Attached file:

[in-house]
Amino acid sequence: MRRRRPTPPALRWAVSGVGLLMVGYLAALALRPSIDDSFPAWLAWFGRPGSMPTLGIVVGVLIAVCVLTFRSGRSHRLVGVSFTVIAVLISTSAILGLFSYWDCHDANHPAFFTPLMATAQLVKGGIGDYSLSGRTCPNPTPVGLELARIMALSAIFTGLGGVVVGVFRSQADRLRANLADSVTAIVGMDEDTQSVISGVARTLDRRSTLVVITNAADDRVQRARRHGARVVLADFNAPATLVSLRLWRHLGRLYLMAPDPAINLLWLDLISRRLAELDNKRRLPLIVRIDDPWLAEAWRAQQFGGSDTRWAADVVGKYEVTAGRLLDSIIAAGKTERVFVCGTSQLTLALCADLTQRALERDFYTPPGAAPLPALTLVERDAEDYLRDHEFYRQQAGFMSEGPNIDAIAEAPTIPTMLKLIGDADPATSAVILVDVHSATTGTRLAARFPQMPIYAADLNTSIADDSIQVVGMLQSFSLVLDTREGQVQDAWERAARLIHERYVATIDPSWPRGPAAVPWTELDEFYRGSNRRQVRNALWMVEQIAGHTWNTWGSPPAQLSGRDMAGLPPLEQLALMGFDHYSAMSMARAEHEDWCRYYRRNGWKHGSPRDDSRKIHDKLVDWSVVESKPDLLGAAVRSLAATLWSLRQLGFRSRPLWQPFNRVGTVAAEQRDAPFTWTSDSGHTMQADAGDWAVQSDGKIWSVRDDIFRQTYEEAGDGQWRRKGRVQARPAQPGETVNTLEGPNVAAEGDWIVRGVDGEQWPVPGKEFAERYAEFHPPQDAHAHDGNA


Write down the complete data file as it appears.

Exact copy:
[in-house]
Amino acid sequence: MRRRRPTPPALRWAVSGVGLLMVGYLAALALRPSIDDSFPAWLAWFGRPGSMPTLGIVVGVLIAVCVLTFRSGRSHRLVGVSFTVIAVLISTSAILGLFSYWDCHDANHPAFFTPLMATAQLVKGGIGDYSLSGRTCPNPTPVGLELARIMALSAIFTGLGGVVVGVFRSQADRLRANLADSVTAIVGMDEDTQSVISGVARTLDRRSTLVVITNAADDRVQRARRHGARVVLADFNAPATLVSLRLWRHLGRLYLMAPDPAINLLWLDLISRRLAELDNKRRLPLIVRIDDPWLAEAWRAQQFGGSDTRWAADVVGKYEVTAGRLLDSIIAAGKTERVFVCGTSQLTLALCADLTQRALERDFYTPPGAAPLPALTLVERDAEDYLRDHEFYRQQAGFMSEGPNIDAIAEAPTIPTMLKLIGDADPATSAVILVDVHSATTGTRLAARFPQMPIYAADLNTSIADDSIQVVGMLQSFSLVLDTREGQVQDAWERAARLIHERYVATIDPSWPRGPAAVPWTELDEFYRGSNRRQVRNALWMVEQIAGHTWNTWGSPPAQLSGRDMAGLPPLEQLALMGFDHYSAMSMARAEHEDWCRYYRRNGWKHGSPRDDSRKIHDKLVDWSVVESKPDLLGAAVRSLAATLWSLRQLGFRSRPLWQPFNRVGTVAAEQRDAPFTWTSDSGHTMQADAGDWAVQSDGKIWSVRDDIFRQTYEEAGDGQWRRKGRVQARPAQPGETVNTLEGPNVAAEGDWIVRGVDGEQWPVPGKEFAERYAEFHPPQDAHAHDGNA